While in Bombay, I began, on one hand, my study of Indian law and, on the other, my experiments in dietetics in which Virchand Gandhi, a friend, joined me. My brother, for his part was trying his best to get me briefs. The study of India law was a tedious business. The Civil Procedure Code I could in no way get on with. Not so however, with the Evidence Act. Virchand Gandhi was reading for the Solicitor's Examination and would tell me all sorts of stories about Barristers and Vakils.
My aim is not to be consistent with my previous statements on a given question, but to be consistent with truth as it may present itself to me at a given moment. The result has been that I have grown from truth to truth.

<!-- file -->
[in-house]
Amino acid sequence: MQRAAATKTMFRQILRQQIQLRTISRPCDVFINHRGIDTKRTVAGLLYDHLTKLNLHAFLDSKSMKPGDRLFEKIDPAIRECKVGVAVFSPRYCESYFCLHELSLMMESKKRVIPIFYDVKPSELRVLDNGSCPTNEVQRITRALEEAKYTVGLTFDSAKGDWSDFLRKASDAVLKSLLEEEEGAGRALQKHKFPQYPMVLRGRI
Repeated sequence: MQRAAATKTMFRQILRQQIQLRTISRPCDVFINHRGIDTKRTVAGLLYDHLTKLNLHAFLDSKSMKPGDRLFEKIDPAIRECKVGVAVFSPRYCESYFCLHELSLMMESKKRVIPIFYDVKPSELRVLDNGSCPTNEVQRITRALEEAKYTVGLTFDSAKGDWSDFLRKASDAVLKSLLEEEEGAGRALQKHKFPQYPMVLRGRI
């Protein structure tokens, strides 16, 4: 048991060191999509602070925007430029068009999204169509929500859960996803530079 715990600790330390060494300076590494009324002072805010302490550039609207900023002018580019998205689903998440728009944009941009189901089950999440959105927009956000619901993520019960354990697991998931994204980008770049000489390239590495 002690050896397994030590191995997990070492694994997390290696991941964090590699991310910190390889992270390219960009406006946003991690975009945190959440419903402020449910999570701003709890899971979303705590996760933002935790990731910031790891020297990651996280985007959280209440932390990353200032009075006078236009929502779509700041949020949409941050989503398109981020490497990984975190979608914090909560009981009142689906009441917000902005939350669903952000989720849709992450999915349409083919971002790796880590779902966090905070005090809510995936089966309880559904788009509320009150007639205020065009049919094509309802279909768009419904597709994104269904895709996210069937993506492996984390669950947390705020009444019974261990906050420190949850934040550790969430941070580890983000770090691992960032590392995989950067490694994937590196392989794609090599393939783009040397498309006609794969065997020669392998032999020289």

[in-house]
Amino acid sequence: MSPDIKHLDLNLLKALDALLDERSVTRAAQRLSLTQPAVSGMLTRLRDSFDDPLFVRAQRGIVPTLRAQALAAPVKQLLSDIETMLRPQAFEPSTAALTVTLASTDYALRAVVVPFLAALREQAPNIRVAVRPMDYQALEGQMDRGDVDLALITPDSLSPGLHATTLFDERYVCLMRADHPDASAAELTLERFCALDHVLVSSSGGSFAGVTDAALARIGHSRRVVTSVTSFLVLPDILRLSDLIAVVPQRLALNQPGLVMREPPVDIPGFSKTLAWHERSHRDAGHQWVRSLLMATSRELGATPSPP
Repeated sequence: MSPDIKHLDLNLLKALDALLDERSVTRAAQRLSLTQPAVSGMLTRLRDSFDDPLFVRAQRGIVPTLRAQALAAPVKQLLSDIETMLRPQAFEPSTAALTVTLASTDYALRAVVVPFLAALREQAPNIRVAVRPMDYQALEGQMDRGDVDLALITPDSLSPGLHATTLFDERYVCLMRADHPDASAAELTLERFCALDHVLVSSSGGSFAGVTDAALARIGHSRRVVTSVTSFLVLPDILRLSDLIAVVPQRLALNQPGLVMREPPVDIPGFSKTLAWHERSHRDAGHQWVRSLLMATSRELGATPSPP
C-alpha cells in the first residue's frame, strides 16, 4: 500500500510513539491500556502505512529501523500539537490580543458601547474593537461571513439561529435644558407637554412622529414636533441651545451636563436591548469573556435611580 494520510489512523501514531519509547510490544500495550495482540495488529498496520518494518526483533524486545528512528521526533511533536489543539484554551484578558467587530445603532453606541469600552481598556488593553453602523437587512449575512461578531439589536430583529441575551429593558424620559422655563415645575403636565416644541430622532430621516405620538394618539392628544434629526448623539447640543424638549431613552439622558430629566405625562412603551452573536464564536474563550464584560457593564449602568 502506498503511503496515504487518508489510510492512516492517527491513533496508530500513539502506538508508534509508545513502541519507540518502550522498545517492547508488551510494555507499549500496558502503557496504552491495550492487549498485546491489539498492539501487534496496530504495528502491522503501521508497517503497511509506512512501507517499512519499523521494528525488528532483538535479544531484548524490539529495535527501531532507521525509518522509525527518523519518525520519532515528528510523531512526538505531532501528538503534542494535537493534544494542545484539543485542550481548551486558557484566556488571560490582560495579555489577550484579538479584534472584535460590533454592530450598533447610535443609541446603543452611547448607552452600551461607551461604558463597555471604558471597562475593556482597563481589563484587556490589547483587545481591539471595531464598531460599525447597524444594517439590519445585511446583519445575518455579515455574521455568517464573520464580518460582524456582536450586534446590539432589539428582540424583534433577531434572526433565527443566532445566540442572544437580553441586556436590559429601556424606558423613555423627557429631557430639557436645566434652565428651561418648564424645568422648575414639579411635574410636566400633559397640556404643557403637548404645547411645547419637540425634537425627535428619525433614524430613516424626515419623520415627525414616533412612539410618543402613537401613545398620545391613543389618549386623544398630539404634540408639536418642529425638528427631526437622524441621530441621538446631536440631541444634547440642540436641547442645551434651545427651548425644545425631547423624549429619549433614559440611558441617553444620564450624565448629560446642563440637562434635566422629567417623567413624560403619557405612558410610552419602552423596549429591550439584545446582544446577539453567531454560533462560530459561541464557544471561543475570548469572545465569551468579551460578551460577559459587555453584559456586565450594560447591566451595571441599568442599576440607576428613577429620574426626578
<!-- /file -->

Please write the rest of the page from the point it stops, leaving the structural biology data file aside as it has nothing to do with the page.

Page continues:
I can retain neither respect nor affection for government which has been moving from wrong to wrong in order to defend its immorality
To safeguard democracy the people must have a keen sense of independence, self-respect and their oneness, and should insist upon choosing as their representatives only such persons as are good and true.
And the police got nervous and they began to kick us in our backs and stomachs, and the crowd shouted 'Mahatma Gandhi ki jai!' and someone took a kerosene tin and began to beat it, and someone took a cattle-bell and began to ring it, and they cried, 'With them, brothers, with them!' and they leaped and they ducked and they came down to lie beside us, and we shouted 'Mahatma Gandhi ki jai! Mahatma Gandhi ki jai!
Even Mahatma Gandhi - hardly a comfortable character - always wore a bowler hat with his loin cloth when practising as a barrister in London.
Violence begins with the fork.